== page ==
Turning on red is a great way to keep traffic moving, so long as it is done safely.
Q. I see more and more stoplights where there are two lanes designated for right turn-only. I often see motorists turning right during red lights from both of these turn-only lanes. Can you clear up whether or not this is legal? – David Overholt
A. I absolutely can, David. Remember, such turns are almost always legal unless you are told they are not.
Numerous intersections have two lanes for vehicles turning right. This is especially common for off-ramps leaving the interstate.
Sgt. Ron Galaviz, spokesman for the Indiana State Police, said such turns are legal from both lanes. I have done this at numerous locations.
Of course, the turns are legal only when it is safe for drivers to progress – that is, there is no oncoming traffic. Also with dual turn lanes, drivers should stay in their lane throughout the turn. There are likely to be two vehicles turning on red at similar times, so this is critical to avoid side collisions.
The exception to the rule is the same as if there were only one turn lane. You cant turn right at a red signal if a sign indicates such turns are illegal there.
The only small difference at multiple-turn intersections is that turns on red can sometimes be prohibited from the second, non-curb, turn lane.
In those cases, a sign would read No Turn On Red Except Curb Lane or something similar. You would be allowed to turn on red in the curb lane but not in the other lane.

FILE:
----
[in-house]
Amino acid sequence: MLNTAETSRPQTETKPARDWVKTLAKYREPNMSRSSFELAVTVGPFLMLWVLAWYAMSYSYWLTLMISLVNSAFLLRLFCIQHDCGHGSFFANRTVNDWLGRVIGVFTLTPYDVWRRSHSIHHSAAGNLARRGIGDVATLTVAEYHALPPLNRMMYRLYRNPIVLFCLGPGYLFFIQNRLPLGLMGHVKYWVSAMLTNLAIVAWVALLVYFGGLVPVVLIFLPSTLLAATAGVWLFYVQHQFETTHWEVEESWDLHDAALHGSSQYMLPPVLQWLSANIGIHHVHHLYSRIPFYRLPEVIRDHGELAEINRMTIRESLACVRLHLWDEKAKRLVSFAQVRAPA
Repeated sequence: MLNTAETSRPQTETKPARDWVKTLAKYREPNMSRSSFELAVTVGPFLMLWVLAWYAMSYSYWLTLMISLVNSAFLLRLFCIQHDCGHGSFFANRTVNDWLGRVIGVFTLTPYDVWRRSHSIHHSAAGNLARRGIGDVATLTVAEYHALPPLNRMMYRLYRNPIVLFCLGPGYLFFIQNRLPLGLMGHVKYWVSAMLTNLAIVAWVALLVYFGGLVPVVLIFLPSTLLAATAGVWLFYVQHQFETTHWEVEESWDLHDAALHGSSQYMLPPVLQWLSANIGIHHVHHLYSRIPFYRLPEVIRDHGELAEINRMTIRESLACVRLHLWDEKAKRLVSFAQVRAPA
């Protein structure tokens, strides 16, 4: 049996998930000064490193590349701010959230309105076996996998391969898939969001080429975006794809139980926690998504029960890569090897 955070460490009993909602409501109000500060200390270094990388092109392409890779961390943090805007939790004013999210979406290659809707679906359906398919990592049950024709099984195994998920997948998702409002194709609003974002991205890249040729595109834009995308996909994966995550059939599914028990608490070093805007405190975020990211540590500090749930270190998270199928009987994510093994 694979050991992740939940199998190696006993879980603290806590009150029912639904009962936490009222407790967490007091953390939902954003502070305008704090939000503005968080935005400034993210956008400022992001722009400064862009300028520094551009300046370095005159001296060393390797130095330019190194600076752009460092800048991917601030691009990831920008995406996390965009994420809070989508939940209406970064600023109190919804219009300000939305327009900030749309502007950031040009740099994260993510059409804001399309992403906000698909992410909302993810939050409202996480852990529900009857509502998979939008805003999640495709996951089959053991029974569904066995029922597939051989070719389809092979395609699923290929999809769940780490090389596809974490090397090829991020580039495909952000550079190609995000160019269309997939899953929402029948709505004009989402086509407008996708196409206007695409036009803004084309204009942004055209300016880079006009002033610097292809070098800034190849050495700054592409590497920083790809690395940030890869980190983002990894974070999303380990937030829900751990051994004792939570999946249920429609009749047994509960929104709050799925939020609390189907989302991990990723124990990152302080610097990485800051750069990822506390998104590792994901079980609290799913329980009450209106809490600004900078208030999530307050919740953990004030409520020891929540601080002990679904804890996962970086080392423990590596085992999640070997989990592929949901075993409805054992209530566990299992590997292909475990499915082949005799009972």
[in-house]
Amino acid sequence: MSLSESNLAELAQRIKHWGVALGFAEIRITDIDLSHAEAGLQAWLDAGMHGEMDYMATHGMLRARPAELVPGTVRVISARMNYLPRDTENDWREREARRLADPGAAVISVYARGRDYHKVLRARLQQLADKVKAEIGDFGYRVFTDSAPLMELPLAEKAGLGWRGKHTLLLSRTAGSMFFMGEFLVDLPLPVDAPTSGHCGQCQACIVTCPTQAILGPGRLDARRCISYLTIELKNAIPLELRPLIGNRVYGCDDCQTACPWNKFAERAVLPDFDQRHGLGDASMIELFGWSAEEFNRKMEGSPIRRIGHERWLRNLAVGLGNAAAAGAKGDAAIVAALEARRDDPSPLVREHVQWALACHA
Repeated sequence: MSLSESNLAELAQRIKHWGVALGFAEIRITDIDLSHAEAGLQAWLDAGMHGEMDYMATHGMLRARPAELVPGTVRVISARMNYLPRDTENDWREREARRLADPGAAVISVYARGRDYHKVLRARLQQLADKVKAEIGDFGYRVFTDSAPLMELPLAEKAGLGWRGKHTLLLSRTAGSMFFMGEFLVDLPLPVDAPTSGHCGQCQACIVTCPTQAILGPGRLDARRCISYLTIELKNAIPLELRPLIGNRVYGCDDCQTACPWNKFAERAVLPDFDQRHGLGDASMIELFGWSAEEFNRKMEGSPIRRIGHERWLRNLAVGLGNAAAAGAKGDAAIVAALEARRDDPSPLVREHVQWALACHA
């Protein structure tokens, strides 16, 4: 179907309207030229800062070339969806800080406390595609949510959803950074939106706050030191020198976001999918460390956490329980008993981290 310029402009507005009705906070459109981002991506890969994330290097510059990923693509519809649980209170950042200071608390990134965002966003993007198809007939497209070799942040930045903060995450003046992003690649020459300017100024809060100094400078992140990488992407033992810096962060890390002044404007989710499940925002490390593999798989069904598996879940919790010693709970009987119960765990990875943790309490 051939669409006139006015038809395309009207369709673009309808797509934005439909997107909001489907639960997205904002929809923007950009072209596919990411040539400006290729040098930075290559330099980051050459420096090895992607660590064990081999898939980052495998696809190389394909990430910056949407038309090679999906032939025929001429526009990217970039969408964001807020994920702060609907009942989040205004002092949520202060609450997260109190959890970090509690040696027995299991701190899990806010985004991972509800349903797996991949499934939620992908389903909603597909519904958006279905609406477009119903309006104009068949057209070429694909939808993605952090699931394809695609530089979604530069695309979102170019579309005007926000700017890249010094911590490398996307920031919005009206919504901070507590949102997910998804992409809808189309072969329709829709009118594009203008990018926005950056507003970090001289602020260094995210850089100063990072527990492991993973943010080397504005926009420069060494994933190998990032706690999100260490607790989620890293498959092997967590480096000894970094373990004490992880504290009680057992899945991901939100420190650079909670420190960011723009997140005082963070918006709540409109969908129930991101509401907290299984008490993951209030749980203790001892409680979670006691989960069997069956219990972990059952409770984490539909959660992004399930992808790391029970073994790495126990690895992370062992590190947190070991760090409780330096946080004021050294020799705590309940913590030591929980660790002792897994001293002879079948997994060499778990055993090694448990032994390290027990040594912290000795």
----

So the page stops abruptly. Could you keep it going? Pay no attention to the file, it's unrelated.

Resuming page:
I hope this clears up the confusion and eases your navigation of these intersections.
Change has come to the Coliseum Boulevard cloverleaf that will open it up to more drivers, but it likely wont assist my commute in any way.
The state announced that the southbound left lane on Coliseum is closed at the Norfolk Southern bridge just north of the Washington Boulevard interchange.
Crews reopened the southbound right lane on the bridge, which allowed the state to reopen the northwest loop from westbound Washington to southbound Coliseum. That means all ramps at this interchange are open.
Traffic is still likely to be congested in the area, as this route is the designated detour for the Clinton Street closure north of downtown and is used heavily by people avoiding the road work on Lake Avenue.
The project will replace and widen the eastbound bridge deck over the railroad and is scheduled to be done in October. Primco is doing the work for $1.2 million.
This weeks bonus audio question comes from Ed Fenstermacher, who asked about gateway entrances into the city. The segment originally aired Friday afternoon on WOWO and can be heard online at www.journalgazette.net/roadsage.